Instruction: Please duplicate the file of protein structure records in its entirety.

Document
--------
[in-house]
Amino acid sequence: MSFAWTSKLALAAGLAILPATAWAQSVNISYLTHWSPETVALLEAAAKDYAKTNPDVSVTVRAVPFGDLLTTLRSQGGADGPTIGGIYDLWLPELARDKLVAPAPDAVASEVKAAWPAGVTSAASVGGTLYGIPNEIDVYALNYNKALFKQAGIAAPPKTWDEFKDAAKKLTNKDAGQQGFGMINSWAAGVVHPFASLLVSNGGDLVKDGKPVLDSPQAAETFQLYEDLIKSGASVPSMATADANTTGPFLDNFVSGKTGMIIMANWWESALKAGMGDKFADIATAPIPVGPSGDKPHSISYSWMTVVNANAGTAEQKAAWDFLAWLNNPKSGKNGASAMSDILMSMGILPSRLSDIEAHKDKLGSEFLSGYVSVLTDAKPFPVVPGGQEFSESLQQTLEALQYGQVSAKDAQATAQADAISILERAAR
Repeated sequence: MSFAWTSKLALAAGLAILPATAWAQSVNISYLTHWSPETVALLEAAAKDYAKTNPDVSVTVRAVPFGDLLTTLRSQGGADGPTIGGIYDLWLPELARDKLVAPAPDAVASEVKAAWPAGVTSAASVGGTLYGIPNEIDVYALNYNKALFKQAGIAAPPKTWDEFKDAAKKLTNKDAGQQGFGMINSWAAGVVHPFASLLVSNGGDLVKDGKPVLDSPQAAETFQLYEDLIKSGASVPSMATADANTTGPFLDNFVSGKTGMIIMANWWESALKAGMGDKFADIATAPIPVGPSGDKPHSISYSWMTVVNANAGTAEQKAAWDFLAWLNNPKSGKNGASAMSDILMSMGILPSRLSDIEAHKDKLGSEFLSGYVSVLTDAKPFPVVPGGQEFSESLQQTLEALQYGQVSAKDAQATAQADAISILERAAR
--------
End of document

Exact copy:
[in-house]
Amino acid sequence: MSFAWTSKLALAAGLAILPATAWAQSVNISYLTHWSPETVALLEAAAKDYAKTNPDVSVTVRAVPFGDLLTTLRSQGGADGPTIGGIYDLWLPELARDKLVAPAPDAVASEVKAAWPAGVTSAASVGGTLYGIPNEIDVYALNYNKALFKQAGIAAPPKTWDEFKDAAKKLTNKDAGQQGFGMINSWAAGVVHPFASLLVSNGGDLVKDGKPVLDSPQAAETFQLYEDLIKSGASVPSMATADANTTGPFLDNFVSGKTGMIIMANWWESALKAGMGDKFADIATAPIPVGPSGDKPHSISYSWMTVVNANAGTAEQKAAWDFLAWLNNPKSGKNGASAMSDILMSMGILPSRLSDIEAHKDKLGSEFLSGYVSVLTDAKPFPVVPGGQEFSESLQQTLEALQYGQVSAKDAQATAQADAISILERAAR
Repeated sequence: MSFAWTSKLALAAGLAILPATAWAQSVNISYLTHWSPETVALLEAAAKDYAKTNPDVSVTVRAVPFGDLLTTLRSQGGADGPTIGGIYDLWLPELARDKLVAPAPDAVASEVKAAWPAGVTSAASVGGTLYGIPNEIDVYALNYNKALFKQAGIAAPPKTWDEFKDAAKKLTNKDAGQQGFGMINSWAAGVVHPFASLLVSNGGDLVKDGKPVLDSPQAAETFQLYEDLIKSGASVPSMATADANTTGPFLDNFVSGKTGMIIMANWWESALKAGMGDKFADIATAPIPVGPSGDKPHSISYSWMTVVNANAGTAEQKAAWDFLAWLNNPKSGKNGASAMSDILMSMGILPSRLSDIEAHKDKLGSEFLSGYVSVLTDAKPFPVVPGGQEFSESLQQTLEALQYGQVSAKDAQATAQADAISILERAAR